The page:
Gallup data bears out Rutland’s assessment. In response to what most frequently draws them to Jesus, Americans answer His love for humankind, His willingness to forgive, His kindness and His compassion for all people.

Barna Group founder George Barna has been collecting meticulous data on evangelical beliefs for more than two decades. Barna defines 40 percent of Americans as born-again, which he interprets as those who have made a personal commitment to Christ and believe they will experience eternal salvation because they have confessed their sins and accepted Christ as Savior.

But Barna has a much stricter definition for evangelicals, a subcategory of born-again Christians for which he believes only 7 percent of the population qualifies. The seven criteria Barna lists include the beliefs that Satan is real, the Bible is accurate in all the principles it teaches and sharing one’s faith with non-Christians is essential. The good news for the Assemblies of God, according to Barna’s figures, is that the Fellowship leads all denominations in the ratio of its members who are evangelicals. The bad news is that even in this leading position only one out of three adherents qualify.

Barna calls about four out of 10 Americans “notional” Christians who claim they will go to heaven for reasons other than having confessed their sins and accepted Christ as their Savior.

While those defined as evangelical do show distinguishable behavior from all other segments of religious believers, Barna says there is little difference in how notional and nonevangelical born-again Christians live. Godly beliefs don’t necessarily impact ethical behavior. Subsequently, countless people — including many who sit in the pews each week — have no qualms about living immorally. They don’t think personal holiness is a doctrine that applies to them.

Born-again believers rely solely on Christ’s death, resurrection and forgiveness for their salvation, yet even they don’t exhibit an understanding of what it really means to follow Christ, Barna says.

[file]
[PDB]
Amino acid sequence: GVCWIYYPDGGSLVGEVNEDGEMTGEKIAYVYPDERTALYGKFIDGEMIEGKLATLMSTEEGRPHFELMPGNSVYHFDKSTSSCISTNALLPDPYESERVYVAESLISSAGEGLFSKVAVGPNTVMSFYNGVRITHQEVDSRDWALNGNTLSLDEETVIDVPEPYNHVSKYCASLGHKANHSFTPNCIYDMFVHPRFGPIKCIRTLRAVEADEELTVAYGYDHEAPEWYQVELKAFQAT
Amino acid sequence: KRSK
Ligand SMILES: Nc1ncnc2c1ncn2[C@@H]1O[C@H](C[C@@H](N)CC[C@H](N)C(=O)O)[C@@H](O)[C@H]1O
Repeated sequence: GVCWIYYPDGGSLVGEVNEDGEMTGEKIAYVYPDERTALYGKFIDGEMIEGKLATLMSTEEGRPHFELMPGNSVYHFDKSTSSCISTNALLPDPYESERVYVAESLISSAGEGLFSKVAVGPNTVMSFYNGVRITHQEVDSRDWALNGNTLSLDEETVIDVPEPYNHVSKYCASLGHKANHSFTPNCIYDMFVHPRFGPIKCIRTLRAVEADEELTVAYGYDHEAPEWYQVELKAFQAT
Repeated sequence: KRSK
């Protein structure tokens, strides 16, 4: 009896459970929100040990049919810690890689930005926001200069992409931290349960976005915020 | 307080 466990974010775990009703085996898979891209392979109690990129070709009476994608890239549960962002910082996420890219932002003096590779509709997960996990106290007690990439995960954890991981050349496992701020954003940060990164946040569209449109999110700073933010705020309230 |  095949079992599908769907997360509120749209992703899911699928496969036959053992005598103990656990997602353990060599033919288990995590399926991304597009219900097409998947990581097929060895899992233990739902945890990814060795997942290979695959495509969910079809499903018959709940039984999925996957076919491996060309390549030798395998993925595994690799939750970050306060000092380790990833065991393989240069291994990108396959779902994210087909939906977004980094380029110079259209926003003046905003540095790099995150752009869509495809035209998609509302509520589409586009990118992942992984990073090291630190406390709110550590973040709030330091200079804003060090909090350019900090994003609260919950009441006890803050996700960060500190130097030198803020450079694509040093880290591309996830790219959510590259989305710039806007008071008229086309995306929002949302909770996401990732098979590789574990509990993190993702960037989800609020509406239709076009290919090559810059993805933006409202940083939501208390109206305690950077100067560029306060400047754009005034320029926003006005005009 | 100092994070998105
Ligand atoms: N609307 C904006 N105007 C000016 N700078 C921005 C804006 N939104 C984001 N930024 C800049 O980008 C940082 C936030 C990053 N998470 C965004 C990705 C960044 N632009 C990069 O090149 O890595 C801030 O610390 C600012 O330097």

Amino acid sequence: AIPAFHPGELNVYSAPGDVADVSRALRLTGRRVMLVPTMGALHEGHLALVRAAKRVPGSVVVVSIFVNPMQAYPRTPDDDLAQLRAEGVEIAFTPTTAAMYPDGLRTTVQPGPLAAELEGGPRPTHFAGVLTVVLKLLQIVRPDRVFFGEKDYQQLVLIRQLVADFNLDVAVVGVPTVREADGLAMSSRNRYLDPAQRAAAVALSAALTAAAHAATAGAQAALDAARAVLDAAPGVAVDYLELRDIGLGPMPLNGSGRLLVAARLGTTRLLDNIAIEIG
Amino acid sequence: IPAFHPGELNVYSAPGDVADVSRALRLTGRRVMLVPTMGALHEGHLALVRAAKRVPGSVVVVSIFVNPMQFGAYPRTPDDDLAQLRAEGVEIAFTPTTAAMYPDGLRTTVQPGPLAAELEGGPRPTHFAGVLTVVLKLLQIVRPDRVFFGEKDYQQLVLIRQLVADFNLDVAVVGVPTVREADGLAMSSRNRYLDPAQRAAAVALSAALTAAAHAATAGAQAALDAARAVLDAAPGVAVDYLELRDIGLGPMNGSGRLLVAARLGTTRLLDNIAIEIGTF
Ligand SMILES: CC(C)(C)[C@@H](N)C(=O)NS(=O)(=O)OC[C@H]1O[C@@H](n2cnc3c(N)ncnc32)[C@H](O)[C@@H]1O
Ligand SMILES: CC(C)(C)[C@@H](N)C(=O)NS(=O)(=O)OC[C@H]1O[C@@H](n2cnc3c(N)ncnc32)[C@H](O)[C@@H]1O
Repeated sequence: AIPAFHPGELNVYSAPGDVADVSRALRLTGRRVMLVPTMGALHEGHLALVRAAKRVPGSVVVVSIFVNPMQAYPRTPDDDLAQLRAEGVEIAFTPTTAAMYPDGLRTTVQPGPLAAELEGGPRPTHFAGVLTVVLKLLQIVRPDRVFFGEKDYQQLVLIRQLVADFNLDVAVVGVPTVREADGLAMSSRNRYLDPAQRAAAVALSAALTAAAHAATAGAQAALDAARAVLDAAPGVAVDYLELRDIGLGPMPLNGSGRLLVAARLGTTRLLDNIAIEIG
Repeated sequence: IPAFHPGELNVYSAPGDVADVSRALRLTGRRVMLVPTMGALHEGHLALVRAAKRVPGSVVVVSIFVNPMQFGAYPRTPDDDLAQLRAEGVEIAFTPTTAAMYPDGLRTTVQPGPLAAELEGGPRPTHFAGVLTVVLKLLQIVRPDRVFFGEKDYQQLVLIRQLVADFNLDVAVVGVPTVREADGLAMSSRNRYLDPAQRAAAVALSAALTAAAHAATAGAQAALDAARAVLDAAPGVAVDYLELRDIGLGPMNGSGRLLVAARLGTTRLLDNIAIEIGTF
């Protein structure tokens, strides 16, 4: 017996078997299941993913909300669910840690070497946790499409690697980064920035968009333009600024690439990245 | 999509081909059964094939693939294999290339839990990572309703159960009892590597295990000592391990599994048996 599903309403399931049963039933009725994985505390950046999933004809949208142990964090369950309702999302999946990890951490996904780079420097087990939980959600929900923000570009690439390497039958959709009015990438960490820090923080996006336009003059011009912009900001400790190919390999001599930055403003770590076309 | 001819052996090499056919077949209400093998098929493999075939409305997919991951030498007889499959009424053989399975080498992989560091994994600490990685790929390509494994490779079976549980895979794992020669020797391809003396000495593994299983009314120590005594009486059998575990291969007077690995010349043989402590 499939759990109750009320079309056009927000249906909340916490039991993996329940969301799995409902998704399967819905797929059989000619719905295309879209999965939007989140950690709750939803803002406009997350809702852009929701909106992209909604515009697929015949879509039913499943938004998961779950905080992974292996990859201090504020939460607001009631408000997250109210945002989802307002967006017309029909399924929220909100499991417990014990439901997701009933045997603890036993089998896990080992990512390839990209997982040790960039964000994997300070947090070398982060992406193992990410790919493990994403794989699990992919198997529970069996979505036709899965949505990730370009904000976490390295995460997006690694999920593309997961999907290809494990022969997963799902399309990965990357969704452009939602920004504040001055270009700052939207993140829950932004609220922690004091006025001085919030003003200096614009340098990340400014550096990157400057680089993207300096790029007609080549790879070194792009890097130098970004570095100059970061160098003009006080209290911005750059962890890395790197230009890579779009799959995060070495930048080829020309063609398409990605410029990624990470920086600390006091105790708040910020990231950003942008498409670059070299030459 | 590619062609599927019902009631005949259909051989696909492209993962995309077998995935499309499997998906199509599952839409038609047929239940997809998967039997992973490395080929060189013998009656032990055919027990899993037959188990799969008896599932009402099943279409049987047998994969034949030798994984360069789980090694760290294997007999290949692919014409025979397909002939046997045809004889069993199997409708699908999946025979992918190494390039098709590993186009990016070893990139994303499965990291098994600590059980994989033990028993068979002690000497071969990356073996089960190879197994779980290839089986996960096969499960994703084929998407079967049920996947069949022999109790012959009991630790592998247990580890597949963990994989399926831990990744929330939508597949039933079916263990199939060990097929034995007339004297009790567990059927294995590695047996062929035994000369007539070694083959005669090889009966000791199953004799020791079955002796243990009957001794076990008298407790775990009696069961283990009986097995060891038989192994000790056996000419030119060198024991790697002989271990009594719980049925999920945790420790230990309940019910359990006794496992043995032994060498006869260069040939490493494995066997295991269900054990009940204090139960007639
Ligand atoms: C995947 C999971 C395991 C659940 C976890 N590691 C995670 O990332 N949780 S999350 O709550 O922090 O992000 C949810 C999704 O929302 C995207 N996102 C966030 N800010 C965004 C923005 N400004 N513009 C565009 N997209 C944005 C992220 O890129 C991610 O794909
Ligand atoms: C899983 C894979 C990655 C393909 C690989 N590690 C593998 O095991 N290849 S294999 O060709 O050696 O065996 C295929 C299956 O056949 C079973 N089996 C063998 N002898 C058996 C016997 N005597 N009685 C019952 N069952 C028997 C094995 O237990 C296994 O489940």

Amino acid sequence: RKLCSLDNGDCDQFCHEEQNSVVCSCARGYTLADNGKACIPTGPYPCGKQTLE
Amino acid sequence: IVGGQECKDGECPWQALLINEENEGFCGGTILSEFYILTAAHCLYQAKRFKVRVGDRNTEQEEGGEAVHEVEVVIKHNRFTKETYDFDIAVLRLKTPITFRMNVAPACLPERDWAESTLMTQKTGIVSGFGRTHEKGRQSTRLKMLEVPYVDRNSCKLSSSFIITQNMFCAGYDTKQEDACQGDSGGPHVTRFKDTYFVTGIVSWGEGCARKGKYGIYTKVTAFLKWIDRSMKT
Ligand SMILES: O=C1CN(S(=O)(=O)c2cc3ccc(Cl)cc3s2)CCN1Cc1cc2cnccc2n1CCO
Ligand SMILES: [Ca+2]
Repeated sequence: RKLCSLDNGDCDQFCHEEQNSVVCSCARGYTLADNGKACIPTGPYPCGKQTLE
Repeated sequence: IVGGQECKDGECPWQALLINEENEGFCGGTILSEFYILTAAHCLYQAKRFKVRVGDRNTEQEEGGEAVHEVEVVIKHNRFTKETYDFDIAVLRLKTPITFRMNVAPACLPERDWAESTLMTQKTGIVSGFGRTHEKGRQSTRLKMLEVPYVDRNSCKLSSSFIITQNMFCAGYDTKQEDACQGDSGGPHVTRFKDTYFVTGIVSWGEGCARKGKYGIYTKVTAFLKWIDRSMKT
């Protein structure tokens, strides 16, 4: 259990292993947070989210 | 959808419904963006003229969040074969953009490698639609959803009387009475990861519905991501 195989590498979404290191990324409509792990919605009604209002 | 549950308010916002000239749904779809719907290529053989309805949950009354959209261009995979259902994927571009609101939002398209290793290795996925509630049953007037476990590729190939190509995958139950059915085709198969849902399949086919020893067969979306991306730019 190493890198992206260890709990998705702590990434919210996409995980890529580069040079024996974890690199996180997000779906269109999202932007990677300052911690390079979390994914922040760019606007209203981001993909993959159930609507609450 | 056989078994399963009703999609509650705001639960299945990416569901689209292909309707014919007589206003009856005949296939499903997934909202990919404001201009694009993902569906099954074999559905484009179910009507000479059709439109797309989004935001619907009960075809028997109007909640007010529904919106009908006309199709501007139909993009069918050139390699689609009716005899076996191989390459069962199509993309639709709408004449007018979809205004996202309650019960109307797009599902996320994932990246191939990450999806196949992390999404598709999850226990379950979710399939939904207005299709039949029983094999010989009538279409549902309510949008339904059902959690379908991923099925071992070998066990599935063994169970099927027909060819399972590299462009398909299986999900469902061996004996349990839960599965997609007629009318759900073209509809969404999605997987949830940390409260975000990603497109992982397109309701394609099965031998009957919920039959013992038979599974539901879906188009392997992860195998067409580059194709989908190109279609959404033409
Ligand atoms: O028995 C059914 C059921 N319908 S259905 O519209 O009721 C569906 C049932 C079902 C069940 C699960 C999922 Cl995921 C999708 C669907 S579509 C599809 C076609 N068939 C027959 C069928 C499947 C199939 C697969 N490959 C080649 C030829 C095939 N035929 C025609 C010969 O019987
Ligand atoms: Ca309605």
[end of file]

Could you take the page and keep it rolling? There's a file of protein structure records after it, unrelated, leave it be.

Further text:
Whatever numbers are considered, there is a consistent discrepancy between expressed beliefs and behavior. Gallup notes that less than one in 10 Americans has a sincere, integrated faith that has transformed his or her life.


If anyone asked Jim Blessman during his first 48 years about his religion he told them of his Christian faith.

“My sense was that I was born a Christian,” Blessman says. “After all, I lived in a Christian nation.”

Blessman attended a mainline church nearly every week and served on various congregational committees — including the evangelism committee. But members of the evangelism committee didn’t tell strangers about the Lord; they invited them to the church.

Blessman knew a lot about Jesus from hearing New Testament sermons, but he rarely read the Bible himself. “I didn’t understand who Jesus was or what He had done for me,” Blessman says. “I didn’t have a relationship with Him.”

For most of his adult life, Blessman believed that God required good works. A medical doctor, he headed plenty of humanitarian efforts. In his free time he donated his medical services to the needy and even started a free clinic in the church he attended.

Not until after he met his wife, Beth — who attended First Assembly of God in Des Moines, Iowa — did Blessman understand the essence of salvation in Jesus Christ. He made a personal confession of faith at the altar of the church, and participated in follow-up discipleship at Men’s Ministries meetings.